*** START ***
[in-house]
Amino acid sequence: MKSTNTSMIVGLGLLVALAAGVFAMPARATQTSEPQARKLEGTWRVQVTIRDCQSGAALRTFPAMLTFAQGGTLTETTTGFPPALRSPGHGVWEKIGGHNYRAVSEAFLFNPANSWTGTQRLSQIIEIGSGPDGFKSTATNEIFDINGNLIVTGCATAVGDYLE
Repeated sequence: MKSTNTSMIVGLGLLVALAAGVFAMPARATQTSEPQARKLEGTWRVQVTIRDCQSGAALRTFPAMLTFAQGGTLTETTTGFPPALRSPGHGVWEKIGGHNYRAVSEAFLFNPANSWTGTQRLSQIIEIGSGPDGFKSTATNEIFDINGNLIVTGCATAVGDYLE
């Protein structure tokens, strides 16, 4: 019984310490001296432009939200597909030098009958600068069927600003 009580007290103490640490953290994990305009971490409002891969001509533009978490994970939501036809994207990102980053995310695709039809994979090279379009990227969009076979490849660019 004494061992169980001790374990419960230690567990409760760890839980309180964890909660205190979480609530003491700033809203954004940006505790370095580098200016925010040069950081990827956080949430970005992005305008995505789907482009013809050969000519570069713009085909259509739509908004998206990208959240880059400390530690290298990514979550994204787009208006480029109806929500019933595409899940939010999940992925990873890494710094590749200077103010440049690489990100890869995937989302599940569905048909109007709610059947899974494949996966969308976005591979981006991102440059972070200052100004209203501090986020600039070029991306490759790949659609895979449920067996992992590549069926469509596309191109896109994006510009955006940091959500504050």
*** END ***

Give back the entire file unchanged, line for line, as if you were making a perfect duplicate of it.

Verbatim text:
[in-house]
Amino acid sequence: MKSTNTSMIVGLGLLVALAAGVFAMPARATQTSEPQARKLEGTWRVQVTIRDCQSGAALRTFPAMLTFAQGGTLTETTTGFPPALRSPGHGVWEKIGGHNYRAVSEAFLFNPANSWTGTQRLSQIIEIGSGPDGFKSTATNEIFDINGNLIVTGCATAVGDYLE
Repeated sequence: MKSTNTSMIVGLGLLVALAAGVFAMPARATQTSEPQARKLEGTWRVQVTIRDCQSGAALRTFPAMLTFAQGGTLTETTTGFPPALRSPGHGVWEKIGGHNYRAVSEAFLFNPANSWTGTQRLSQIIEIGSGPDGFKSTATNEIFDINGNLIVTGCATAVGDYLE
């Protein structure tokens, strides 16, 4: 019984310490001296432009939200597909030098009958600068069927600003 009580007290103490640490953290994990305009971490409002891969001509533009978490994970939501036809994207990102980053995310695709039809994979090279379009990227969009076979490849660019 004494061992169980001790374990419960230690567990409760760890839980309180964890909660205190979480609530003491700033809203954004940006505790370095580098200016925010040069950081990827956080949430970005992005305008995505789907482009013809050969000519570069713009085909259509739509908004998206990208959240880059400390530690290298990514979550994204787009208006480029109806929500019933595409899940939010999940992925990873890494710094590749200077103010440049690489990100890869995937989302599940569905048909109007709610059947899974494949996966969308976005591979981006991102440059972070200052100004209203501090986020600039070029991306490759790949659609895979449920067996992992590549069926469509596309191109896109994006510009955006940091959500504050």